Ideas to refine focus, prepare and deliver results consistently, summarized from monthly posts
Picture your success!
Your brain loves images. Rather than a to-do list, try a photo timeline of your immediate goals. This could be hand-drawn or images on printed page. Either way, your picture list will be worth thousands of “to-do” words…
Turn off the unread email count badge!
When you begin to feel daunted by a staggering pile of unreads, sometimes ignorance is bliss. You will feel recharged and motivated to take scheduled bites out of your inbox. http://www.howtogeek.com/181734/how-to-disable-the-number-on-the-mail-icon-for-ipad-iphone/.
Record and monitor the duration of undisrupted practice, planning or work that you are able to achieve during a week. For knowledge workers, Cal Newport suggests optimal time split is 50% undisrupted, 50% collaborative. Are you giving yourself the space to succeed?
Follow up – consistently
This applies in all cases: if the plan changes, when a task is completed, if you need more info, in sales. An active sales/service person I’ve dealt with includes a quote with his email signature, “90% of business is lost because of indifference”
Stand up to get more done – the science is in from a Texas A&M study.
Set aside a place to record your commitments to others. Write down, dictaphone, or draw the actions you have to deliver: update for your supervisor, draft report for co-worker, be on-time for meeting family member, pay Visa. Then regularly review and follow-up with those affected! Too many lists will leave you running in circles. No list will have outside of the circle completely.
Bullet Journal – become a better note taker. http://bulletjournal.com/
When you hit a mental impasse, step away, engage in conversation, and seek the bigger picture.
That was my take-away after reading “Your brain at work” by David Rock.
His description of the real-time “aha moment” viewed through fMRI was pretty cool. Like a reverse-motion film of a water droplet hitting a pond. Waves of thought subside briefly before the moment of insight erupts!
What is a something you regularly forget or that you waste time at everyday? How can you resolve it?
- A hook for your missing car keys?
- A cup beside your bed for morning glass of water?
- An evening checklist to rest easy knowing all matters are resolved?
Review personal one and two year goals daily.
You have written them down, right ? Keeping your goals fresh in memory will allow you to see more opportunities toward achieving them. Never miss a chance to move forward!
Select the correct medium of communication for the results you want.
Don’t send an email when a phone call will do.
- For information sharing: in person, sticky note, email, paper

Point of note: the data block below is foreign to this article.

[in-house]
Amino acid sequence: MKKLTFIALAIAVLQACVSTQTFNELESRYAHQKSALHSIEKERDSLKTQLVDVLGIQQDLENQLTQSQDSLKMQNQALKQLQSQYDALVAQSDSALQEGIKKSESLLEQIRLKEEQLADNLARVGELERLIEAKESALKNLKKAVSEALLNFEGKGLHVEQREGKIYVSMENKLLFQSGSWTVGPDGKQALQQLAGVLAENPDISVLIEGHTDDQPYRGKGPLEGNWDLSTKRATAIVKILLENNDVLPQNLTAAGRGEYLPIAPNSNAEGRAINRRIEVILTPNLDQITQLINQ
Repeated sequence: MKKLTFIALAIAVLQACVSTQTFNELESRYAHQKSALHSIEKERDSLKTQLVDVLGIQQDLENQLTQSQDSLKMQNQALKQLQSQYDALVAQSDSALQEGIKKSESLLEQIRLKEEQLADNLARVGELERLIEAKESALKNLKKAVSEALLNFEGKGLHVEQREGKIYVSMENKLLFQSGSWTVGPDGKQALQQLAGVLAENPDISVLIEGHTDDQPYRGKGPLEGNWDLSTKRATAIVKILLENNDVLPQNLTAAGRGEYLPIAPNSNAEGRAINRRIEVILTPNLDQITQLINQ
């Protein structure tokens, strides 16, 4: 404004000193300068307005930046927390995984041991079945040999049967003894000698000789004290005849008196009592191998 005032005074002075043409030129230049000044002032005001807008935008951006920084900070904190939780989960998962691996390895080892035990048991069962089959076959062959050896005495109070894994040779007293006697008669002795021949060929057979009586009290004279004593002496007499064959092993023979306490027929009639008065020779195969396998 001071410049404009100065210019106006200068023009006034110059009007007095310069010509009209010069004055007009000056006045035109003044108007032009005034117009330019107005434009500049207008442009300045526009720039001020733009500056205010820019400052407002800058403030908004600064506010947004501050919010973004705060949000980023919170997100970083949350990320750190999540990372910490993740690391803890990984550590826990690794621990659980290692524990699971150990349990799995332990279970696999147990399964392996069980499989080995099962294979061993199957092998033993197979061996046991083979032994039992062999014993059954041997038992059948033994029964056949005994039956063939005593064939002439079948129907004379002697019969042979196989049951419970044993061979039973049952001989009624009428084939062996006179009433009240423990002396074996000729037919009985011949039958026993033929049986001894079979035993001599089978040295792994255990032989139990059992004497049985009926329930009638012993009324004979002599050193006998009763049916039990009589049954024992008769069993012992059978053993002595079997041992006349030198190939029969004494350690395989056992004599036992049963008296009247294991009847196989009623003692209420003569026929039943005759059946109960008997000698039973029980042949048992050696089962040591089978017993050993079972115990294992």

- For team coordination: team meeting, status and forecast tracker, resource loaded schedule, FaceTime or video conference, conference call as a last resort
- For group collaboration: in person meeting with white board or graphics, video-screen sharing, video conference.
This idea came from the podcast: Coaching for Leaders, Episode 95. Check it out. http://coachingforleaders.com/podcast/reduce-distractions/
Capture ideas and save the brain power wasted trying to remember!
Carry a small pocket notebook or pad and pen/pencil to capture ideas, notes, reminders. Write action or follow up items as you think of them. Then input them to your self-management system (calendar, weekly planner, to-do list) later. Save your brain power for action planning, not remembering!
I finally read “Getting things Done” by David Allen.
My take away, was page 76 of 291 (in my epub version) The Natural Planning Model.
- Define purpose and principles
- Visualize outcome (features of success)
- Brainstorm open, relevant questions (what, when, how, who?)
- Organize (components, priorities, sequence)
- Next actions – start executing: pick up the phone, write the letter, build the web-site… etc.
If you haven’t already found a copy, locate the first edition on Bookzz.org as a free epub.
Ensure any meeting you attend has an agenda. If you have not seen one, follow up with the organizer. If you are hosting, send a proposed agenda to all attendees at least the day before. A meeting without a road map and schedule will waste valuable time.
Set less time to accomplish tasks with which you are familiar – track your results.
This “gaming” will help you to optimize the effort and free more time for new challenges and opportunities.
Learn and practice speed reading
There are lots of free video training resources and free ebooks available online. Absorbing information more quickly will enable you to make decisions faster and spend the time you have on important priorities.
Schedule quiet time for strategic activities
- Block 60 – 90 minutes to plan actions and timelines on paper
- Write your purpose on a piece of paper and refer back to maintain direction
- At the end of your block, summarize a path for any additional future planning, for easier future restart
Review your work week. Record personal lessons-learned
- Schedule 30 minutes in your calendar Friday afternoon.
- Print your Outlook calendar or open your Weekly Planner for the current week and the 2 weeks coming.
- Make notes in your weekly or daily journal (do you keep one?) of missed opportunities this week. How will you capture these in future?
- Look at your schedule for the 2 weeks coming and identify opportunities.
Set up daily blocks of time to spend on emails.
- During that block sort and file emails that don’t require your action.
- Move items requiring attention to an action folder.
- Now visit the action folder and prioritize.